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Bluewater, Delmarva in talks this weekend; Resolution forcing contract languishes in Senate as adjournment nears  

Bluewater Wind and Delmarva Power will work through the weekend to try to forge an agreement on a long-term offshore power deal, with the talks boosted by Bluewater’s agreement this week to move forward with a smaller power-purchase guarantee.

Senate Majority Leader Anthony J. DeLuca, D-Newark East, said he is hopeful a compromise can be reached by next week, when time will essentially run out for negotiations he has been coordinating.

“At this stage, I’m pretty optimistic that we’re going to be able to bring this to a successful conclusion,” DeLuca said in an interview late Friday afternoon. “If things don’t work out, our caucus will meet early next week to make a decision on our course of action.”

Time is of the essence because the legislative session ends June 30 and the Senate is waiting to act on a resolution passed by the House that would order Delmarva to sign a 25-year, $1.5 billion deal committing it to buy as much as 300 megawatts an hour of wind power from Bluewater.

Delmarva has said that’s too much power at too high a price, and could sue if ordered to sign.

The talks were bolstered this week by Bluewater’s willingness to accept a smaller purchase commitment as a basis for getting the offshore wind farm project going.

In recent days, the parties have been discussing commitments totaling 200 megawatts an hour, said Patrick McCullar, president and CEO of the Delaware Municipal Electric Corp. That’s down from the 300 megawatts in the state-arbitrated contract Delmarva objects to.

McCullar’s group, which represents nine municipal utilities, is involved in the talks and hopes to buy 25 megawatts an hour from Bluewater.

Delmarva is said to prefer committing to buy less than 200 megawatts and it is unclear whether Bluewater can get other commitments adding up to 200 megawatts before the end of the month – or whether it would proceed without them.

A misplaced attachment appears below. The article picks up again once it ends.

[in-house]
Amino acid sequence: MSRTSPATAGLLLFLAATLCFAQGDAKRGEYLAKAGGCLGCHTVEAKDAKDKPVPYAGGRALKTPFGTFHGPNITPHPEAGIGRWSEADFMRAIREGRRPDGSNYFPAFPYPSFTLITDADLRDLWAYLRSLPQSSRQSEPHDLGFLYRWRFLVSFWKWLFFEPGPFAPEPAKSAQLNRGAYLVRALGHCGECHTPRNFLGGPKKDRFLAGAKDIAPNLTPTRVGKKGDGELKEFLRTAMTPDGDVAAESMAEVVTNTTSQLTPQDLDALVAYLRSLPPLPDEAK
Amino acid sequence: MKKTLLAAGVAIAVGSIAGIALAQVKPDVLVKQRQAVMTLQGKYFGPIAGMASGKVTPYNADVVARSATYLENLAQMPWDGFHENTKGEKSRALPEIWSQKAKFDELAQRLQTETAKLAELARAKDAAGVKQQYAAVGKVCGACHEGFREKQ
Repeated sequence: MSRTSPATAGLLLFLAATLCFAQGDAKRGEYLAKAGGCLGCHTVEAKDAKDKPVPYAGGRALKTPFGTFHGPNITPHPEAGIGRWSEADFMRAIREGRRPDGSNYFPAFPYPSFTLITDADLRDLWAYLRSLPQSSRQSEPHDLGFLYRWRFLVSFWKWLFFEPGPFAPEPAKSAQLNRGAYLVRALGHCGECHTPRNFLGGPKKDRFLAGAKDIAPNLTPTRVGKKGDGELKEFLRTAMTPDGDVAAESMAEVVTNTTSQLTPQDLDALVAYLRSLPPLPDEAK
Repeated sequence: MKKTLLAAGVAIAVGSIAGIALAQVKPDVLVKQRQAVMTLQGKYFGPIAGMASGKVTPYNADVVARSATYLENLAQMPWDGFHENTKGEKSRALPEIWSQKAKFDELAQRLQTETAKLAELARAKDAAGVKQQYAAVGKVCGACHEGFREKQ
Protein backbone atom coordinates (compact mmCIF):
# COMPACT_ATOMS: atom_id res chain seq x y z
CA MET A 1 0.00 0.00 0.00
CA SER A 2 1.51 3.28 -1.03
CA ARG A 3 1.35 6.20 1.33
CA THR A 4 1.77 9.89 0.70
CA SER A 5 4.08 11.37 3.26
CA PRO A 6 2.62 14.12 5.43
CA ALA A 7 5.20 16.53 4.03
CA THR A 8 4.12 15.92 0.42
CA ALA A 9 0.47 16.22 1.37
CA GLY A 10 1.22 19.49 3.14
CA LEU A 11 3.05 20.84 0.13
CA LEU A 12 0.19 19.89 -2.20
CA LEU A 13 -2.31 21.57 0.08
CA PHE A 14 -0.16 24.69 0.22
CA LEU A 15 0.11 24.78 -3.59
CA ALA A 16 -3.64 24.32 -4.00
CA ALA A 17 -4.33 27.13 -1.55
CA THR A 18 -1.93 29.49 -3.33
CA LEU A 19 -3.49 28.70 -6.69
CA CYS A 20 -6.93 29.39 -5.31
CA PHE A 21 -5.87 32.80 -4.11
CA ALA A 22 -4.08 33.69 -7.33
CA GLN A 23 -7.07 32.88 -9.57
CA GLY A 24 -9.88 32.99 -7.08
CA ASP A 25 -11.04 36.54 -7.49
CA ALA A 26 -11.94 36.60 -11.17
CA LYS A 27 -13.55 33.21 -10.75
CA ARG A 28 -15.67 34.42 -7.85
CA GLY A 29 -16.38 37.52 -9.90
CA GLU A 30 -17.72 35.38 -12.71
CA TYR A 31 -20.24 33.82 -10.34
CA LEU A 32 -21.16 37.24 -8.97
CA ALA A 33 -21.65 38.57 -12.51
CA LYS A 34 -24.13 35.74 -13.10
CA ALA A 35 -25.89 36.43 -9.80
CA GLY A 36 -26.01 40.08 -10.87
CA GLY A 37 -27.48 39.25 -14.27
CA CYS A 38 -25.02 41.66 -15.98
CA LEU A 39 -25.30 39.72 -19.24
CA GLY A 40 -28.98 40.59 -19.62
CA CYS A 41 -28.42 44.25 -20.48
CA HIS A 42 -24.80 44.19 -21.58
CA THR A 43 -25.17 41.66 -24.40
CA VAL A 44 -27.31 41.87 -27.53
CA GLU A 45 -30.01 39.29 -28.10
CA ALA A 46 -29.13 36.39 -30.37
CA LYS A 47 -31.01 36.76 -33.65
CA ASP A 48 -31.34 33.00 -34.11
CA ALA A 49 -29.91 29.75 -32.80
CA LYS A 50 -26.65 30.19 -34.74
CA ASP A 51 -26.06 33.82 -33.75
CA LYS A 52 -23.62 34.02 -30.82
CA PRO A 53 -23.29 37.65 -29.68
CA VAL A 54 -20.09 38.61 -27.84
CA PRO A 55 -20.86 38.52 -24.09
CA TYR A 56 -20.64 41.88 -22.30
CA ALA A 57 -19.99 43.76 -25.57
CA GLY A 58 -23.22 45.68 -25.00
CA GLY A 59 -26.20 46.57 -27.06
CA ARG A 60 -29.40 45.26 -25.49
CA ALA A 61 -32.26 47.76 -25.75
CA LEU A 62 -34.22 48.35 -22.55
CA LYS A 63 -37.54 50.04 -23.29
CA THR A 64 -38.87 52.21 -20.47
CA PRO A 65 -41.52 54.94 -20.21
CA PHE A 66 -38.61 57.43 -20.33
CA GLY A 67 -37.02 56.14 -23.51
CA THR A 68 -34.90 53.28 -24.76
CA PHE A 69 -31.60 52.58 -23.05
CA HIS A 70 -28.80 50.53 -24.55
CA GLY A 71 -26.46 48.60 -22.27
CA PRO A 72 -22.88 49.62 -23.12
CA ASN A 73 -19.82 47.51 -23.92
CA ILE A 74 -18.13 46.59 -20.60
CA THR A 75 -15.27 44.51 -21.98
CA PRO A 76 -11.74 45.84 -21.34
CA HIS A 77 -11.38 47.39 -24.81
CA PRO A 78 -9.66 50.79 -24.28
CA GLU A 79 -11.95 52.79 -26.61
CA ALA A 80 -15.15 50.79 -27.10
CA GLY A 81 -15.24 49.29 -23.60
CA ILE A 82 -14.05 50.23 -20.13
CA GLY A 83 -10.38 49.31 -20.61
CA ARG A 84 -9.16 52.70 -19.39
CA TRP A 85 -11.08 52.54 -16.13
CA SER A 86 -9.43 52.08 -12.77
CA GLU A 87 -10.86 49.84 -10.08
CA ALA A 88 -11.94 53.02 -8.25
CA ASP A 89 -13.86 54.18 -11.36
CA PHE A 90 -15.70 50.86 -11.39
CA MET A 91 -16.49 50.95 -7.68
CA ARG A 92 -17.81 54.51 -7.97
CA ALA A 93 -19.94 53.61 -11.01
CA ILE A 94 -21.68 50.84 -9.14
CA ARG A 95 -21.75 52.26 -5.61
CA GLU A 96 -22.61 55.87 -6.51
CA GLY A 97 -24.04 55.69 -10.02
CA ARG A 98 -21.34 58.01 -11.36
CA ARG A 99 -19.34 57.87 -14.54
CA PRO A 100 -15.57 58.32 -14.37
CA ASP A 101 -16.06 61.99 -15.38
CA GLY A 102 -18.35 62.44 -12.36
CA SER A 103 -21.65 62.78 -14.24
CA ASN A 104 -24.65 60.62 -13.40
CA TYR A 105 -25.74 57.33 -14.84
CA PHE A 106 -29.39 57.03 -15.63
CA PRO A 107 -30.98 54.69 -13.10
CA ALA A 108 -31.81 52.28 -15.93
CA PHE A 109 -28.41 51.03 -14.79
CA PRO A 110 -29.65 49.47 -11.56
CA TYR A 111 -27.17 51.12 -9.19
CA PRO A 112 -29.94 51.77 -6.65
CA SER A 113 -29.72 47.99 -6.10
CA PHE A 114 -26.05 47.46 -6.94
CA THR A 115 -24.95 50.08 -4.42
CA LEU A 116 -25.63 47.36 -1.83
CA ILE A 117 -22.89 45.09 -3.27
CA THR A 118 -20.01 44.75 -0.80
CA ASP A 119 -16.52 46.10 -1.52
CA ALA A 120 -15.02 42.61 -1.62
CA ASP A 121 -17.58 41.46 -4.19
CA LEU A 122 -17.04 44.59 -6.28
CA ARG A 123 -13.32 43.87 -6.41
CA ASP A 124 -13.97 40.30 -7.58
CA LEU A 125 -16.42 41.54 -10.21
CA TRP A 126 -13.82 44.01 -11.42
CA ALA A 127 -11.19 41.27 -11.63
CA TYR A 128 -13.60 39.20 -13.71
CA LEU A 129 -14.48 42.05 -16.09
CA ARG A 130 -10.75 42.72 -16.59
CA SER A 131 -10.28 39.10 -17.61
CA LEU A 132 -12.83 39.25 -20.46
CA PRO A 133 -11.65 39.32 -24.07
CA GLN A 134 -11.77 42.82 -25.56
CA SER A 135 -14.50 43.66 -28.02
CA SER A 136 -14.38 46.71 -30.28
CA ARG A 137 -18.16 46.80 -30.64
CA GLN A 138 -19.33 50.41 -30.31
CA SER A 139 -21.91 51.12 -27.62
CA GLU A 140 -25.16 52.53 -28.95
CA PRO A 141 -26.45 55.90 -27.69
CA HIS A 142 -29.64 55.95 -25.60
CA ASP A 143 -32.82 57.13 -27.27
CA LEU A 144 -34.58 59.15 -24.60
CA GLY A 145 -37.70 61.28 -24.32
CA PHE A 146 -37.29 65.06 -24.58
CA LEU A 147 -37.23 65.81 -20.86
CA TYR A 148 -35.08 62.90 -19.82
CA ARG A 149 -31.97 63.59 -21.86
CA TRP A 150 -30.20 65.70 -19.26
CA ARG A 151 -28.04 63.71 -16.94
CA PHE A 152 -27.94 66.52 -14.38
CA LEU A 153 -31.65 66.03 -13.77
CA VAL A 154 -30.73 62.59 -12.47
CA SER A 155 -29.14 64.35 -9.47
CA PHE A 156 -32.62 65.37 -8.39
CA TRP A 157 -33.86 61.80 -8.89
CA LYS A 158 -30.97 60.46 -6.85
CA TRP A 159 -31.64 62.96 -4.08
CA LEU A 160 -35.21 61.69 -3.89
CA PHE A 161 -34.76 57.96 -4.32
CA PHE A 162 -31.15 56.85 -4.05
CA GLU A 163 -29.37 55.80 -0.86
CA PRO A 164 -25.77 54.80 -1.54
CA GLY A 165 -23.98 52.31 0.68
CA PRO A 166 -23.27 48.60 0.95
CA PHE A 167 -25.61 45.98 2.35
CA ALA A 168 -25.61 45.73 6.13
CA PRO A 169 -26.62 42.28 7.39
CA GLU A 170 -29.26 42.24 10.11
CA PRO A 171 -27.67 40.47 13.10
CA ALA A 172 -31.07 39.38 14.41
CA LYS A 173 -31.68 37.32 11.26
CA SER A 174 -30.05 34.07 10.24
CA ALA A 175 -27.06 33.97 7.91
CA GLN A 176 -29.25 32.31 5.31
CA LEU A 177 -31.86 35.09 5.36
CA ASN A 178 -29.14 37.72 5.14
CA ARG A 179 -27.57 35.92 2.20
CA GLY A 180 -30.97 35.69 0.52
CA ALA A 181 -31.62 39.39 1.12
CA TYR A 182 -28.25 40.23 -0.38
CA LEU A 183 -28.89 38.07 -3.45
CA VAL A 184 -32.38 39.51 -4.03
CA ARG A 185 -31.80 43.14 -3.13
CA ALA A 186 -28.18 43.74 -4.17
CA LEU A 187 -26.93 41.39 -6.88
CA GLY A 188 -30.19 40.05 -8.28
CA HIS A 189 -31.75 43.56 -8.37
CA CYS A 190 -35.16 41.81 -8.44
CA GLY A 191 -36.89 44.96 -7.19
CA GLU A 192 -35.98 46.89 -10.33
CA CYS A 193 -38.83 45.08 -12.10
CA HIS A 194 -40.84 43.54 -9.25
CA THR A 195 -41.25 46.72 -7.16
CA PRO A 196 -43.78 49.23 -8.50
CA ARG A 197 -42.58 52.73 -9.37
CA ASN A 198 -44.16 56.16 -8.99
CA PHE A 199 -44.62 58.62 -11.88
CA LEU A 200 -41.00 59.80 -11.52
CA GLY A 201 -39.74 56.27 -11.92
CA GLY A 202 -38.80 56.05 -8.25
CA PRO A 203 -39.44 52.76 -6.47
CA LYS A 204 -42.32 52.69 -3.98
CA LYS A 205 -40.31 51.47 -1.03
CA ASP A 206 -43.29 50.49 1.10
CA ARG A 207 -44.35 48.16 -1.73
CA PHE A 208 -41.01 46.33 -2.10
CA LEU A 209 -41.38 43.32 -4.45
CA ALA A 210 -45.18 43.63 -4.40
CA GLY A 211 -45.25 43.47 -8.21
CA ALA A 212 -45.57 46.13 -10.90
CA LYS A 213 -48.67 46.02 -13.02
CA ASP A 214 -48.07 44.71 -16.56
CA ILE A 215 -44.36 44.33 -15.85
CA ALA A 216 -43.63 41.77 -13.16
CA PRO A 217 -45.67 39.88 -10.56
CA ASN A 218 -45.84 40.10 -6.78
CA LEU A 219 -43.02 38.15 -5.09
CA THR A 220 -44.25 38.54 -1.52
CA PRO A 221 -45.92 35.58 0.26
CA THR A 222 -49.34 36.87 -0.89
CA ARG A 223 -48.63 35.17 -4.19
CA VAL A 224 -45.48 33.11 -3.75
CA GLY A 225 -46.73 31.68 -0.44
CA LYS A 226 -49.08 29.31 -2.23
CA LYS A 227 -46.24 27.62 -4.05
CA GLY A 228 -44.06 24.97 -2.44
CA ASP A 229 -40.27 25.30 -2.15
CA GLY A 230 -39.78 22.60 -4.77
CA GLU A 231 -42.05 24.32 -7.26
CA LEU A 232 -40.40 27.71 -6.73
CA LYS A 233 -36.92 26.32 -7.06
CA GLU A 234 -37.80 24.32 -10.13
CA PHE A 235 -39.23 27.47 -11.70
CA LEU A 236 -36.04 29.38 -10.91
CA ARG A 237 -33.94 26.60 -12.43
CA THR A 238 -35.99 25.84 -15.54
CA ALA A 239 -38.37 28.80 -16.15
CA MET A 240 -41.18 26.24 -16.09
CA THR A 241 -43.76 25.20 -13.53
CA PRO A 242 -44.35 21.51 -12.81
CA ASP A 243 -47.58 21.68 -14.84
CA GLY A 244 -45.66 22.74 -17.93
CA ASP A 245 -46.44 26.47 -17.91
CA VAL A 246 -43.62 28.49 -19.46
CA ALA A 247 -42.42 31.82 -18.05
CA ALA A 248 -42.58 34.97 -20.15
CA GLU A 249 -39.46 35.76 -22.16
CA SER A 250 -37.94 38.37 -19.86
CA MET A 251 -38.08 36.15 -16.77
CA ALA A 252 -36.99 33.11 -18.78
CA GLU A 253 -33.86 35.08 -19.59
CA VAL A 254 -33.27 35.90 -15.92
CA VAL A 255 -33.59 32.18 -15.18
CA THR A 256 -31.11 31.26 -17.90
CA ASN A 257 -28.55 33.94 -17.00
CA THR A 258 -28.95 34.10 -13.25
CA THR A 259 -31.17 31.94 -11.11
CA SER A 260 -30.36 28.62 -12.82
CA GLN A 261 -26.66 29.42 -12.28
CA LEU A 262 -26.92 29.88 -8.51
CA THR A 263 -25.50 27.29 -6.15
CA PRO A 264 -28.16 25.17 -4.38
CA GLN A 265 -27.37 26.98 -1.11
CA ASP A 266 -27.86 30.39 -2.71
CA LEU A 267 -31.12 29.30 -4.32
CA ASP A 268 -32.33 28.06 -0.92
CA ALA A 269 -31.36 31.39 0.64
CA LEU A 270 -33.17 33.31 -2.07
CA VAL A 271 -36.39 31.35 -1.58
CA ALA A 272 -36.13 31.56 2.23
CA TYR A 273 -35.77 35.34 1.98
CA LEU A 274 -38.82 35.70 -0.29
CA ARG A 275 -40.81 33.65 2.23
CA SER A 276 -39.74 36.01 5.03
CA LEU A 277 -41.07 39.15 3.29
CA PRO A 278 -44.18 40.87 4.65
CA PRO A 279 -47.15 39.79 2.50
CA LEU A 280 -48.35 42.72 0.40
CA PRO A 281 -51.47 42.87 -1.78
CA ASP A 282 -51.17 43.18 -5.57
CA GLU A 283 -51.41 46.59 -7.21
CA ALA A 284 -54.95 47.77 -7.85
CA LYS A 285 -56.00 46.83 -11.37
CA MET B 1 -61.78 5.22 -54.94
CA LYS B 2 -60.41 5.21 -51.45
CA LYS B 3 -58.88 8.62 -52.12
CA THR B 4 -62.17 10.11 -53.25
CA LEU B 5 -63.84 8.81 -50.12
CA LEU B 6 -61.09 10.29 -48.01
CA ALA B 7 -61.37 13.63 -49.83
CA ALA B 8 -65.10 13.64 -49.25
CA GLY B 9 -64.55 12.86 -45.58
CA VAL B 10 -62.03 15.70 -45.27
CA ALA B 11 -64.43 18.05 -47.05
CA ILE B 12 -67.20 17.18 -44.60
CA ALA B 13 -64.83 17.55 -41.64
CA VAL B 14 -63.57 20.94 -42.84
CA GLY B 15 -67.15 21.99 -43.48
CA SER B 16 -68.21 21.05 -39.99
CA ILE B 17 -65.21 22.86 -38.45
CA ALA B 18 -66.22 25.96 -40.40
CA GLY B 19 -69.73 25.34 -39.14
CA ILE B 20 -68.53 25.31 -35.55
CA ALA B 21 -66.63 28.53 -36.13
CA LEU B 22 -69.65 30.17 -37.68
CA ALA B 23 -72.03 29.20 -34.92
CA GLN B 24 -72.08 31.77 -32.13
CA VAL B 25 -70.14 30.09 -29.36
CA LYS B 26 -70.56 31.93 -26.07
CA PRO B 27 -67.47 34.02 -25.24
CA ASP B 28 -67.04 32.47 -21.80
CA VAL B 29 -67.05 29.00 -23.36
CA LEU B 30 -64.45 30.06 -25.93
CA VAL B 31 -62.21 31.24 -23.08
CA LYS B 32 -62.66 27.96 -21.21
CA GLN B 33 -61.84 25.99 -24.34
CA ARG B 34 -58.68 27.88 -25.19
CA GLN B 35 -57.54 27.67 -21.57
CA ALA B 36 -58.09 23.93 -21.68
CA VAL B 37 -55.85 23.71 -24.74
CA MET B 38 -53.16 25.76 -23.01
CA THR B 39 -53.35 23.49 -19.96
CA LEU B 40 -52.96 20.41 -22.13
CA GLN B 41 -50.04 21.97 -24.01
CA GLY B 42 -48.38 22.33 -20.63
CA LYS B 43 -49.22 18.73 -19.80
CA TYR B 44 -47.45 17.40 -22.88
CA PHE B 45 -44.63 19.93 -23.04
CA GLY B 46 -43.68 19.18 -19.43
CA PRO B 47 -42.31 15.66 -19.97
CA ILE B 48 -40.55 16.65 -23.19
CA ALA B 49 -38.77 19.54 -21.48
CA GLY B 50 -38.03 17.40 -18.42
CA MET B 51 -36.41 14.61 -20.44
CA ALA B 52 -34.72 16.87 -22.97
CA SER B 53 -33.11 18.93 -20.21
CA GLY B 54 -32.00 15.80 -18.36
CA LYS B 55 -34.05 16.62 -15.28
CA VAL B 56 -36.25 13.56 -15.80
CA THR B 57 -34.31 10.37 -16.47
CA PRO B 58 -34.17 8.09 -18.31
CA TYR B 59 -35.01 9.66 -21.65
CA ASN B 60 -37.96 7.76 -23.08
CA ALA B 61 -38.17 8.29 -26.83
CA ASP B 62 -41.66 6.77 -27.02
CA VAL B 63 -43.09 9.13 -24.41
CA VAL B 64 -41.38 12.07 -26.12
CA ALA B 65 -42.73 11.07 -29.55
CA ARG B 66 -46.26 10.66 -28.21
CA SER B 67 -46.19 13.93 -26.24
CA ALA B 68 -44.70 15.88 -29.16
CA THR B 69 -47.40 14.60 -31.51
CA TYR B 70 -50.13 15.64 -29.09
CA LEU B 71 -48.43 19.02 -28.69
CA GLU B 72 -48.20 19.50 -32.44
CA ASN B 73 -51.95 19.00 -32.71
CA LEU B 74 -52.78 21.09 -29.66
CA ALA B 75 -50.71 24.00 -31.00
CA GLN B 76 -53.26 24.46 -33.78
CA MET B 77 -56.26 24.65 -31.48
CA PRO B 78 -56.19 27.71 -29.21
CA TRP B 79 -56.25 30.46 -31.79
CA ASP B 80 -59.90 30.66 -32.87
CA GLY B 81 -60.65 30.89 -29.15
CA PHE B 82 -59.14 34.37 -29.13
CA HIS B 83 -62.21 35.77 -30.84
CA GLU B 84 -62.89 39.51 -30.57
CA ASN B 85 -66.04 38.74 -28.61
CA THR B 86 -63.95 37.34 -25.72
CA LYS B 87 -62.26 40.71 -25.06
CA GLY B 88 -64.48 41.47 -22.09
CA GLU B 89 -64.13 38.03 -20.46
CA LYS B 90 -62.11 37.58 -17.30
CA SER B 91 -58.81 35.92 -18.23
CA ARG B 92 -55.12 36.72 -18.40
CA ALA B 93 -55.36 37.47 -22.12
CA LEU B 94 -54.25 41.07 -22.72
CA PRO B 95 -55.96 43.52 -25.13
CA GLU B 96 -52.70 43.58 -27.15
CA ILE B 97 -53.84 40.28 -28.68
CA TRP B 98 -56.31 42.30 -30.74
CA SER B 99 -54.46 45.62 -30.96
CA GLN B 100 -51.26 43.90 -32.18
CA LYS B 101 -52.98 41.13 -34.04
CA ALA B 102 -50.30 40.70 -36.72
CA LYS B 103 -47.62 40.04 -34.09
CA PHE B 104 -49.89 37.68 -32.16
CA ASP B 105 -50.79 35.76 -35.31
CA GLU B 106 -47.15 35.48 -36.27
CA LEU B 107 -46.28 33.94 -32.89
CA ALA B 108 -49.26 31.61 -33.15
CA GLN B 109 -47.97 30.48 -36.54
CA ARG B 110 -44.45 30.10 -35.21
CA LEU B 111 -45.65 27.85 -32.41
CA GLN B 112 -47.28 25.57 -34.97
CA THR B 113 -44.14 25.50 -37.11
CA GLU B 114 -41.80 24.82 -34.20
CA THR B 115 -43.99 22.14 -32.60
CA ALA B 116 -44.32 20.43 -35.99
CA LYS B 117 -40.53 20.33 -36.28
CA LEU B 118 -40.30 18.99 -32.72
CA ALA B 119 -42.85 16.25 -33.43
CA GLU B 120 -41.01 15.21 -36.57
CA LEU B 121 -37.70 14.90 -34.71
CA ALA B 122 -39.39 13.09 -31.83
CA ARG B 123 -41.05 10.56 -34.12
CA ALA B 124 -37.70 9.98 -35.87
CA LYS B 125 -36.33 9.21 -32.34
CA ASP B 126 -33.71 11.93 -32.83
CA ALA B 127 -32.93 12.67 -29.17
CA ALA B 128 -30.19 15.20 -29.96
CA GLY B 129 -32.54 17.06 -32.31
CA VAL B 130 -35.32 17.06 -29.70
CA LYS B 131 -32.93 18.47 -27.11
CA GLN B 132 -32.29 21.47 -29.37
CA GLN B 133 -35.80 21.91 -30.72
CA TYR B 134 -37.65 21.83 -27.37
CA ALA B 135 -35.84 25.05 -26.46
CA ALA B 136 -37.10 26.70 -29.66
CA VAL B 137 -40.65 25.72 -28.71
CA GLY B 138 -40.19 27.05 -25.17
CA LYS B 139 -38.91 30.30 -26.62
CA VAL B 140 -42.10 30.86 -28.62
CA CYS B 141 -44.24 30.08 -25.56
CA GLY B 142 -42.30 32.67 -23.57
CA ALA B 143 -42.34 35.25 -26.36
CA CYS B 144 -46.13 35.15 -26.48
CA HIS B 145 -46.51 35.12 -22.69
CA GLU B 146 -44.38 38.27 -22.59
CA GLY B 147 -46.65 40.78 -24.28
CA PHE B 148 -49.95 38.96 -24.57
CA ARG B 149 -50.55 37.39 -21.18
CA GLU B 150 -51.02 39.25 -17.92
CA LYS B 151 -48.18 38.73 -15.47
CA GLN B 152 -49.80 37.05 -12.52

Bluewater would have the flexibility under the contract to build more turbines to produce additional electricity, and to find other buyers. But company officials have consistently said it needs a long-term contract with at least one sizable buyer to build the project.

Bluewater spokesman Jim Lanard declined to specify how big a power-purchase commitment was under discussion, but confirmed it is less than what was in the December contract.

DeLuca said Friday that he expects to resolve the Bluewater-Delmarva contract this month, but that’s not where the matter will end.

“We really need to regionalize this in the two- or three-state area in order for it to be completely successful,” DeLuca said. “That won’t happen by the end of June.”

On Friday, Lt. Gov. John Carney, who has been active in the negotiations, released a list of more than 3,000 names of people who have signed a pro-Blue- water petition on his gubernatorial campaign Web site. Carney, a Democrat, said he would present the petition, which calls for the Senate to support the project, to DeLuca.

Carney echoed DeLuca’s optimism.

“If the parties don’t reach agreement, it is my hope the Senate could pass the resolution sent over by the House,” Carney said at a news conference Friday morning. “We’re running out of time.”

Carney’s Democratic opponent in the race for governor, Treasurer Jack Markell, said most Delawareans have long known the wind farm is very popular.

“John’s Internet petition doesn’t bring much new information to the table,” Markell said.

Despite the stated optimism of political leaders, other wind farm backers remained skeptical that Delmarva, which has walked away from negotiations before, would consummate even a scaled-back deal.

“Here we are at the end of the session,” said Nick DiPasquale of Delaware Audubon. “Until things start moving, I’m going to be pretty skeptical of a positive outcome.”

Jim Black of the Clean Air Council said he wasn’t sure what to make of the latest developments.

“I should be optimistic about it. But we’ve come up short so many times, I don’t want to speculate about whether it’s a good sign or bad sign,” Black said.

Delmarva Power officials declined to comment.

By Aaron Nathans

The News Journal

14 June 2008

This article is the work of the source indicated. Any opinions expressed in it are not necessarily those of National Wind Watch.

The copyright of this article resides with the author or publisher indicated. As part of its noncommercial effort to present the environmental, social, scientific, and economic issues of large-scale wind power development to a global audience seeking such information, National Wind Watch endeavors to observe “fair use” as provided for in section 107 of U.S. Copyright Law and similar “fair dealing” provisions of the copyright laws of other nations. Send requests to excerpt, general inquiries, and comments via e-mail.

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